Skip to main content

CONCORD — Not even an annual one-month abstinence initiative could slow the pandemic-spiked flow of alcohol in New Hampshire, to the benefit of the state’s coffers and the concern of substance abuse prevention groups.

“Dry January” was drowned out by an an “around the world” sale on wines in state liquor stores, which helped generate $9 million in profit last month, 18% over forecast.

Retail sales since last July 1, the start of the budget year, are up $11.8 million, or 4.8%, officials said. Profits from wine alone are up 9.7%.

In January, the state netted $6.5 million, more than double its $3.2 million profit of a year ago. It transferred $2.5 million to the alcohol treatment and prevention fund, as required by law.

State Liquor Commission Chairman Joseph Mollica said the sharp revenue uptick is the result of many factors, including people buying more expensive products and mixing their drinks at home and a large number of people moving to New Hampshire to live full-time in their second homes.

During the pandemic, the liquor commission rolled out a curbside pickup program that allows patrons to place an order by phone and have their box or bag of alcohol waiting for them outside the store.

They started with 10 store locations. They plan to expand it to 14 this month and have up to 20 stores in the program by June, Mollica said.

“People really like this option. They feel if they don’t have to go into the store, they reduce any risk,” Mollica said.

Advocates concerned

Kate Frey, vice president of advocacy for New Futures, said anti-substance abuse groups such as hers have been closely watching this trend and are concerned.

“Since the start of the COVID-19 pandemic, New Hampshire’s alcohol sales have increased as much as five percent from 2019,” she said.

“These rising numbers mirror national trends, and they are great cause for concern. Data shows that alcohol consumption has increased among many subsets of the population, including women, African Americans, and people with children,” Frey said.

“It’s too soon,” Frey said, “to tell how the pandemic will impact long-term rates of alcohol use, but as we continue to battle our ongoing addiction crisis, it’s critically important that we ensure adequate funding and access to prevention, treatment and recovery services to meet the needs of our state.”

Alcohol Change UK, the British nonprofit that popularized Dry January, said it expected 6.5 million people would abstain last month, compared to 3.9 million who did in 2020.

When it launched in 2013, only 4,000 signed a pledge to not drink for the month.

Nearly 29% of adults said they drank more in 2020 than previously, with 26% reporting they were drinking earlier in the day and 31% more often, according to Alcohol Change.

In 2018, a Royal Free Hospital study found taking just one month off from alcohol lowered blood pressure and cholesterol, reduced diabetes risks and reduced the level of cancer-related proteins in the blood.

Premiums lead sales

The New Hampshire revenue growth also is a result of sales improvement among struggling restaurants, Mollica said.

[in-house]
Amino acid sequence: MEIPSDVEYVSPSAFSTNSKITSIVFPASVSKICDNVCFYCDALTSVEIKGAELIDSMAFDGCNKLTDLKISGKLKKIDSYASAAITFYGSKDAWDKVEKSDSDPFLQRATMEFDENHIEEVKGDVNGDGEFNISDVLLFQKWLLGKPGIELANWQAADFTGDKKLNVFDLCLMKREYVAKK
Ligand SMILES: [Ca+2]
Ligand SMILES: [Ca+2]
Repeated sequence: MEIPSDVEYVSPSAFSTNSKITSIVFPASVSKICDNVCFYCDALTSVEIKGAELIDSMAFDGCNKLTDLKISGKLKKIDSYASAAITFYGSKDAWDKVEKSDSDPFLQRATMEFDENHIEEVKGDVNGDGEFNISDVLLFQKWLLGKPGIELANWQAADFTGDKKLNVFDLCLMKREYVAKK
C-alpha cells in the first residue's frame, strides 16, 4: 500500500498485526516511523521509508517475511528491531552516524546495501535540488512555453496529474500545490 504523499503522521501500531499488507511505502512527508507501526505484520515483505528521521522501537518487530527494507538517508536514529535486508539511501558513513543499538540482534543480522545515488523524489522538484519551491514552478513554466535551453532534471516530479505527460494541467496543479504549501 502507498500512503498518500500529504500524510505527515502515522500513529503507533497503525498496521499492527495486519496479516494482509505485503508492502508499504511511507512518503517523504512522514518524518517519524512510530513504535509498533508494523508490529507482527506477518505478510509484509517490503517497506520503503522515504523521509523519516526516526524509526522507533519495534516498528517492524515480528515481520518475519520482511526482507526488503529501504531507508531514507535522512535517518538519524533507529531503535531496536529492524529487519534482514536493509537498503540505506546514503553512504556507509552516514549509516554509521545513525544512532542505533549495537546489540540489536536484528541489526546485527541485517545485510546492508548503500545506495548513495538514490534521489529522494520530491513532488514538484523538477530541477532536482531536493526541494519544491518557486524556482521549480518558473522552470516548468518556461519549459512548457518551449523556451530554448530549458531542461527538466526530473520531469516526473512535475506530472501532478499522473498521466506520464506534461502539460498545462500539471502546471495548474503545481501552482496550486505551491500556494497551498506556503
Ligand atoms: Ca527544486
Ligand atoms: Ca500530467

At the height of the pandemic, alcohol sales were off by 50%, Mollica said. Now they are closer to 25% lower than normal.

“It’s great to see them starting to recover,” Mollica said.

Sales of wine and beer at grocery stores and convenience stores have seen an increase of almost 11.5% since last July, compared to the previous year.

Just before the pandemic, Mollica said consumers were buying “more premium” brands of liquor and wine. That trend has only accelerated since last March.

For example, sales of Champagne and sparkling wines were up 14.7% this January compared to the same month last year.

Mollica said “ultra-luxury” wine, bottles selling for $35 or more, have experienced sales growth of 24.4% versus last year.

Sales of “super luxury” wine, bottles costing $25 or more, grew by 25%.

“They certainly are enjoying the high-priced items and tied in with the sale we had that drove the consumers to them,” Mollica said.

“We are seeing the same with spirits,” Mollica said. “People aren’t going to that bottom shelf and buying a no-name vodka, tequila or Scotch. Or fewer people are than used to.”

State caters to market

As one of the state’s largest real estate owners, the liquor commission closely watches the market.

Seven under-performing stores have been closed, replaced with higher-traffic locations, including a new one on Gold Street in Manchester and another at the Epsom traffic circle.

Final plans are in the works to open new stores in New London, Claremont and Littleton, along with a refurbished store in Gorham.

A hot real estate market here has to be playing a part in the sales boost, Mollica said.

“You can’t buy a home in the North Country, and anything that goes on (the market) gets picked up right away, often at more-than-asking prices,” Mollica said.

“So many are working remotely wherever they are from, and we are seeing that enhanced traffic in our stores from people who used to be up here for just the summer or fall but are now up here year-round.”

Liquor Commission spokesman E.J. Powers said the state’s first New Hampshire Mocktail Month was very popular, with more than 30 restaurants offering non-alcohol alternative drinks in a partnership with Brown-Forman and Old Forester bourbon.

”We want to promote the responsible sale and to also offer these other non-alcohol options, it was a wildly successful program,” Powers said.

Read the full article on Union Leader